By Vicki Michaelis
Hamid Hassan's father did not want him to waste time on cricket when he was a boy, playing it with a tennis ball on the streets of his Afghanistan neighborhood. He once locked Hassan in a room to keep him from the game that seemed only to be child's play, an unworthy distraction from schoolwork.
In the coming days, all of Afghanistan is sure to be riveted as Hassan and his teammates compete in the ICC World Twenty20 tournament, cricket's World Cup. Among those who will watch the Afghan senior team play live on global television for the first time is Hassan's father.
"He called me this morning," Hassan, a 22-year-old bowler, said in a phone interview earlier this month from a training camp in the United Arab Emirates. "He said, 'How are you my son?' I said, 'I'm OK, Dad, just busy in cricket all the time.' He said, 'Good luck in the World Cup, and keep doing well.' "
Afghanistan, a country with just one primitive cricket ground, in Kabul, shocked the cricket world by qualifying for the Twenty20, being held in St. Lucia. With players who learned the game in refugee camps in Pakistan or on dusty streets back home, the team has risen in two years from 29th in the world to make the 12-team field at the Twenty20.
"Given the resources they've got, the conditions they are going through back home for the last 30 years, I would say it's a huge achievement for them," said Kabir Khan, a former top cricketer from Pakistan whose tenure as Afghanistan's coach spans the team's rapid ascent.
Hassan, a four-year national team veteran, compares the rise to the story line in one of his favorite movies, Rocky.
"He's a very small boxer, a poor boxer," Hassan says. "And then one champion, he challenges him. He just accepts the challenge, like our team."
Before Khan arrived, the team made progress through the lower cricket ranks but had coaches with few top-level credentials.
"He improved lots of things in the team — bowling, batting, fielding and how to play cricket," Hassan said of Khan, who also has coached in Pakistan and Scotland and for the United Arab Emirates team.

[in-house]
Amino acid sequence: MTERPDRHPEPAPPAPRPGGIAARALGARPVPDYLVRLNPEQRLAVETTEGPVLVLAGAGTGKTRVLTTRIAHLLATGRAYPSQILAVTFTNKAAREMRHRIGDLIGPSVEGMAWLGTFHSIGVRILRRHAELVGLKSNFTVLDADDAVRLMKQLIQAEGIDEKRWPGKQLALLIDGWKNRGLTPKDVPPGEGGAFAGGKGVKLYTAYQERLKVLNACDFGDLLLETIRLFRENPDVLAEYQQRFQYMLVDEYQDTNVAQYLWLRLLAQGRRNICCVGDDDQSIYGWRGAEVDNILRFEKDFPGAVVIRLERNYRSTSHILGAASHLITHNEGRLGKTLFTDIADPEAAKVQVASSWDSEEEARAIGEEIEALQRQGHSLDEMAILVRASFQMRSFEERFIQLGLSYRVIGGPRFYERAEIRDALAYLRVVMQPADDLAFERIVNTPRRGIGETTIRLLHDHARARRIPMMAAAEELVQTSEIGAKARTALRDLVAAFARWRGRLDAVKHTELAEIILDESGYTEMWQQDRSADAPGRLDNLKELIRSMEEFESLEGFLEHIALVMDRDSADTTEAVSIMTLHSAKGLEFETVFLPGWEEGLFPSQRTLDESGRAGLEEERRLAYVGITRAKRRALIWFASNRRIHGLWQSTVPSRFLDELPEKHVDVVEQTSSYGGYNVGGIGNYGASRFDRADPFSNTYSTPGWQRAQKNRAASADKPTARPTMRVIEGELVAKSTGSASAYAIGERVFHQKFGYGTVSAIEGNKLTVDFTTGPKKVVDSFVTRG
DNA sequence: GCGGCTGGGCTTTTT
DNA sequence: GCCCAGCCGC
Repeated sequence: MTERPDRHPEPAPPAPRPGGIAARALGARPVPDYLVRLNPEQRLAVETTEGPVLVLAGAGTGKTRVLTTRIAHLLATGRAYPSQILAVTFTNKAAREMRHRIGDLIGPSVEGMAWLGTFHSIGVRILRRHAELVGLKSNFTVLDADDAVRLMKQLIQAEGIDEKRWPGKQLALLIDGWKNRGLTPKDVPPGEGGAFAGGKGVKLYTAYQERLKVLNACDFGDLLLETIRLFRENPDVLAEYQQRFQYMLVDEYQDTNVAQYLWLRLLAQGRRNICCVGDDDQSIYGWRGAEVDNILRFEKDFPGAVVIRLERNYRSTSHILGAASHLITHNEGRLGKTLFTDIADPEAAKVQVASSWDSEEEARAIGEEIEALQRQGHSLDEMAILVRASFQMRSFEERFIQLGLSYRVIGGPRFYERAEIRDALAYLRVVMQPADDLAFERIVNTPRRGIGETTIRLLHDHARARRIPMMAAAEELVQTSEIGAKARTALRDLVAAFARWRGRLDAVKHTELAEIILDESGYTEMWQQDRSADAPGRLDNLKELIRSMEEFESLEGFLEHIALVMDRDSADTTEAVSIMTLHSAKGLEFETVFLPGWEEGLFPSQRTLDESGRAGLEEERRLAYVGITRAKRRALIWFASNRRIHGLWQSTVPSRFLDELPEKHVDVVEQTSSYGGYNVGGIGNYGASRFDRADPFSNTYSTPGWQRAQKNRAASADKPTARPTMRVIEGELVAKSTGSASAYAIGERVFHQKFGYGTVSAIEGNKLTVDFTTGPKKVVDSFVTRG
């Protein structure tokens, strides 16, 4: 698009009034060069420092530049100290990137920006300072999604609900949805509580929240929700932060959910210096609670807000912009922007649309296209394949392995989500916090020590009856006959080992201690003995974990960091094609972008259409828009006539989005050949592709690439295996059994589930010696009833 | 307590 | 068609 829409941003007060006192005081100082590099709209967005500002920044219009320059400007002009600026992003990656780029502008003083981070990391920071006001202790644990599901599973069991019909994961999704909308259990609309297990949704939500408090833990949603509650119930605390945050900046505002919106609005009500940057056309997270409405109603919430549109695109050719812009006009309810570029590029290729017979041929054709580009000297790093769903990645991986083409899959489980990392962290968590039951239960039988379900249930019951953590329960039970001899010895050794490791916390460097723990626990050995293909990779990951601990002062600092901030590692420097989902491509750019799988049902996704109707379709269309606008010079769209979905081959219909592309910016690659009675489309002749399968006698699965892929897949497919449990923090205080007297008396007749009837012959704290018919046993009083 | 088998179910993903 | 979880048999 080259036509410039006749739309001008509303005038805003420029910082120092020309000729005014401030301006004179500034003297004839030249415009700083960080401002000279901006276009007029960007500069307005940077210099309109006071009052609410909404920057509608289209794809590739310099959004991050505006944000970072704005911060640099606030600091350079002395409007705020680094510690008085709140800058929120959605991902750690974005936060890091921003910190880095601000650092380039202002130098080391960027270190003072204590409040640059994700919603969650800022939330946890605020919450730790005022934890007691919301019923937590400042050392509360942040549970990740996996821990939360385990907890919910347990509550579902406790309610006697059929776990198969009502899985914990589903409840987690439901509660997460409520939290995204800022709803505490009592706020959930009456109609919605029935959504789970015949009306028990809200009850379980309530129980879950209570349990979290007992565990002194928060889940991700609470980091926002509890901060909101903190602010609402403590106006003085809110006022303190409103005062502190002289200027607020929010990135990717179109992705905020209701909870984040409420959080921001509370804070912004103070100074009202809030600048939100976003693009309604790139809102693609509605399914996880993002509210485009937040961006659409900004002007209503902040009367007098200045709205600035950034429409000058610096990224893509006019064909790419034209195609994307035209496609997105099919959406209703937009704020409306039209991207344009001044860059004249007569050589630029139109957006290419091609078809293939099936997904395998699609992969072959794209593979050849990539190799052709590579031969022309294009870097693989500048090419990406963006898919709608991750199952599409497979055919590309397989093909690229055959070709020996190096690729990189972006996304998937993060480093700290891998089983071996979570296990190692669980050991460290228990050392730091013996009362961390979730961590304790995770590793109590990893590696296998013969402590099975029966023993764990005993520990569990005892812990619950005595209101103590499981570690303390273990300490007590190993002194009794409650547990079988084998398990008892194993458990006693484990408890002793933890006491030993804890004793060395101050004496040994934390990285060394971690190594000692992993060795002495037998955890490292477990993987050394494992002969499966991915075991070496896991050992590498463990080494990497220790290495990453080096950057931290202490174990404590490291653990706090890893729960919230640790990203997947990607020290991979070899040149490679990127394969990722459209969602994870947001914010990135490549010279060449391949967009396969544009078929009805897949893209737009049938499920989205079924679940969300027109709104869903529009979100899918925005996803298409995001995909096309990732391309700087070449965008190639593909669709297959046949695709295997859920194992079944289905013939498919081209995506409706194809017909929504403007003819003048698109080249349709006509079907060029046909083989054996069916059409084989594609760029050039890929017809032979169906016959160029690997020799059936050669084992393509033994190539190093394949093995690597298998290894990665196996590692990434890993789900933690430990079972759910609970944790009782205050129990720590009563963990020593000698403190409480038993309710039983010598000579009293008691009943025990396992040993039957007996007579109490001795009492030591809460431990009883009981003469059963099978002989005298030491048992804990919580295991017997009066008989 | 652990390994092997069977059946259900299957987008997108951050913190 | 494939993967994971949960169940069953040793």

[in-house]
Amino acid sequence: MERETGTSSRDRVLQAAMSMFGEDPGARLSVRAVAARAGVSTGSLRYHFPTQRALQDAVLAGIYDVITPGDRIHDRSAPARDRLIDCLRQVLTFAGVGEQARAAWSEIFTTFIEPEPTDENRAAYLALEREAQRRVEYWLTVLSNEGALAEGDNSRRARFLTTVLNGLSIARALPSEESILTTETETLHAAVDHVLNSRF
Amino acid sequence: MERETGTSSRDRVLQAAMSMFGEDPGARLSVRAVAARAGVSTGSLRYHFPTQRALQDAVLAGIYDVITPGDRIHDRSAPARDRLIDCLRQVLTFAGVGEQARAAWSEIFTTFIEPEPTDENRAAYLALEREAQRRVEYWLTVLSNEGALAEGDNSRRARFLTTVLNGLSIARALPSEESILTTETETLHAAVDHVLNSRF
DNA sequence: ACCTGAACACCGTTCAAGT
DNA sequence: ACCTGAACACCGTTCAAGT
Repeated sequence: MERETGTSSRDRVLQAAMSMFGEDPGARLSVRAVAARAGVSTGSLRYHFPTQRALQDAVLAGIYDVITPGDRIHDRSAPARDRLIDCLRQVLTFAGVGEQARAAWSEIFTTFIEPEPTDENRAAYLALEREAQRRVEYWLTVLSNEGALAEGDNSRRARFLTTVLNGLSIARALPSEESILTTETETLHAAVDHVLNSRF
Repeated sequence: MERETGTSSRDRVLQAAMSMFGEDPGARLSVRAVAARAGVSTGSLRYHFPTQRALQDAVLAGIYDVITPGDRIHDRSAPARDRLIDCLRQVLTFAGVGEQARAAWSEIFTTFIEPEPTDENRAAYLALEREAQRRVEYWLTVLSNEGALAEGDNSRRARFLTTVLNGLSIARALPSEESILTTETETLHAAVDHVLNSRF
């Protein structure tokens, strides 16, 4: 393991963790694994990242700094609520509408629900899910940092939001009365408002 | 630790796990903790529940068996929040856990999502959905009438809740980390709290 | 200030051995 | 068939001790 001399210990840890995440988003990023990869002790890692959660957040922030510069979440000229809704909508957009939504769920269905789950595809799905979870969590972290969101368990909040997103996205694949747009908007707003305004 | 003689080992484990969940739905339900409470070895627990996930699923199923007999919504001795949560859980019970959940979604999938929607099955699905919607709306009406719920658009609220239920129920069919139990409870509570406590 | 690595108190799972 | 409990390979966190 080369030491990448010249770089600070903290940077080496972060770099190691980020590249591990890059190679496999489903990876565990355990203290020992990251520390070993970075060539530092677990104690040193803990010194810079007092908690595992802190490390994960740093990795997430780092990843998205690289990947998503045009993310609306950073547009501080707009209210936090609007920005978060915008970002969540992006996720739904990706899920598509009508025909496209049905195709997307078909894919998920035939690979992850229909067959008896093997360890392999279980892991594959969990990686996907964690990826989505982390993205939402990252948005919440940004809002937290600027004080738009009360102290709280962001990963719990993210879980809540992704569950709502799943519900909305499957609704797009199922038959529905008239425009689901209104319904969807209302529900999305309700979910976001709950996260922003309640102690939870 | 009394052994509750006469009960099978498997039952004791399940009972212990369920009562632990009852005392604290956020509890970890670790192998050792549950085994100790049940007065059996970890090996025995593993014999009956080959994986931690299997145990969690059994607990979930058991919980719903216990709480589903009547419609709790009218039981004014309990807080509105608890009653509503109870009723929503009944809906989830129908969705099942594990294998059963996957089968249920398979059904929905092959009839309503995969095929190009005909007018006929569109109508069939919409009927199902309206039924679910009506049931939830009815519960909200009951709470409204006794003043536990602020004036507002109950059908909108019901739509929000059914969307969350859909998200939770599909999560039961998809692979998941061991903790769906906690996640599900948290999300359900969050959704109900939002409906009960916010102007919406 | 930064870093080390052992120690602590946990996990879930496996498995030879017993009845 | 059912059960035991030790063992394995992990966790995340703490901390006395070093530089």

Afghanistan, competing in a group at the Twenty20 with traditional powers India and South Africa, opens play against India on Saturday, then plays South Africa on May 5. A win would reverberate throughout Afghanistan and the sports landscape.
"By beating India or South Africa in World Cup — just by winning a single match — it would be seen like Afghanistan beating England in a soccer game or Afghanistan beating an American team in baseball or basketball," Khan said.
In Afghanistan, Hassan said, it would be seen as something even more.
"Our people are very poor," he said. "They didn't see any happiness in their life. It would bring some joy and happiness."
Afghanistan does not enjoy a rich sports history, and that was further marred in recent decades by Taliban restrictions on athletic participation and the staging of public executions in Kabul's main sports stadium.
The country won its first Olympic medal just two years ago, a bronze in taekwondo at the Beijing Summer Games.
Success at the Twenty20 could be more than a climactic chapter in history. It could, Khan said, be pivotal to Afghanistan's future if it spurs the construction of cricket grounds across the country. Already, building is underway for a cricket stadium in Jalalabad.
"If those young generations are provided cricket grounds, with the way they love the game, it could help to make peace in Afghanistan in the future as well."